Marketing opportunities in the German blogosphere

Last week I gave a presentation about international Websites and how to position your offering in the Web 2.0 world. One of the questions that came up was: how many blogs are out there? And does it make sense to sponsor blogs or advertise on them?

Estimating the size of the German blogosphere

Intuitively, I was sure for the U.S., Japan and China, but I was not so sure about Germany. So I tried to find out the size of the German blogossphere and came with the following contradictory numbers:

  • Blogcensus is an effort to count all of the active German blogs and relies on manual inspection. Their estimate is app. 115.000 active blogs (an active blog means at least a post per month). I think this is way too low.
  • The German magazine Focus claims to have counted app. 1.1 million German blogs. But I think this is way too high.
  • Technorati’s “State of the Blogosphere” counted 50 millions blogs in 2006 and claims that app. 1% of blog posts were in German. With the bold assumption that the blogging frequency is the same globally, this would result in app. 500.000 blogs in German. This seems to me to be a more realistic estimate (and in line with other guestimates of other sources).

Going forward with Technorati’s numbers let’s compare the relative sizes of the blogospheres in the following countries:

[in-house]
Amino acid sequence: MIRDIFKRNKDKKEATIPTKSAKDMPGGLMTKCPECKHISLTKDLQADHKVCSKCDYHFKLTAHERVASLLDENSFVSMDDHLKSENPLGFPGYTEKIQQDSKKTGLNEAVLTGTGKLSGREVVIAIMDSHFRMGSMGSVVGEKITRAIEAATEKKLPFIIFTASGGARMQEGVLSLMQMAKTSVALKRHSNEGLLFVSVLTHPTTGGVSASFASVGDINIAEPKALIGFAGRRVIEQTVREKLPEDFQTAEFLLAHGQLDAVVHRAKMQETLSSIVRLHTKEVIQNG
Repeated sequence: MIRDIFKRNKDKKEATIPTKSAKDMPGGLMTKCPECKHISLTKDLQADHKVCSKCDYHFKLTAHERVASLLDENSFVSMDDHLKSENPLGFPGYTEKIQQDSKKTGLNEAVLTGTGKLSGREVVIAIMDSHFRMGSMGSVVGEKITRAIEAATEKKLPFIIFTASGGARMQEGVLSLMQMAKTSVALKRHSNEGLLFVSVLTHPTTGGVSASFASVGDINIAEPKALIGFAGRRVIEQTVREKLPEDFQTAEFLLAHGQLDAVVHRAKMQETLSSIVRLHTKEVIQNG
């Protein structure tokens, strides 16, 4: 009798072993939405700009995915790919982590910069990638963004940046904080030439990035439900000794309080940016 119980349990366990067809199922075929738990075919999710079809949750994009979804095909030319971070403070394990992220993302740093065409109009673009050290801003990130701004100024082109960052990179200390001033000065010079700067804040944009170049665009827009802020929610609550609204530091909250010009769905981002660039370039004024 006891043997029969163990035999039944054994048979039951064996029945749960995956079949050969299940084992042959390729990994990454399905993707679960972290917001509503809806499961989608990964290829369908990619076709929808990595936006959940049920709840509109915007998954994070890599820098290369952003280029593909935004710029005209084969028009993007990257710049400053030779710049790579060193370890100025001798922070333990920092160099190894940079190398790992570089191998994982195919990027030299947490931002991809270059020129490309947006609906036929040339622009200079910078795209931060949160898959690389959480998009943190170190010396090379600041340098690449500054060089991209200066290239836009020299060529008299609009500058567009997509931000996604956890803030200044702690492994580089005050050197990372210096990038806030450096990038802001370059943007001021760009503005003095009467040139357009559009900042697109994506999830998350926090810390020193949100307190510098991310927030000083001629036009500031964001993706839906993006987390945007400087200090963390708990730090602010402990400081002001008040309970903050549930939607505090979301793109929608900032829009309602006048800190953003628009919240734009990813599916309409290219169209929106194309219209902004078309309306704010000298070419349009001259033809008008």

Size of blogospheres

Although the numbers are from 2006, I believe that the relative comparison between the different blogospheres are still true, nevertheless.

With the assumption that app. 10% of the internet users are aware of blogs and potentially read them, the relationship of writers to readers is skewed in the German blogosphere: there are many more readers than bloggers.

Consequences for international Web marketing

  • In absolute and relative numbers that the German blogosphere is very, very small. It is on par with Farsi, which might overtake German in the near future: there are only 72 million people who speak Farsi compared to app. 98 million German speaking people.
  • Capturing a large part of the German blogosphere is easier than in other languages, because there are fewer bloggers per potential reader.
  • Other blogospheres are much larger in relation to the number of their internet users. For example the Japanese, Chinese, English or Italian blogosphere are much larger (4x to 24x times!). And blogs there are likely to attract many more visitors, too. Competition for readers is likely to be fierce in these languages.


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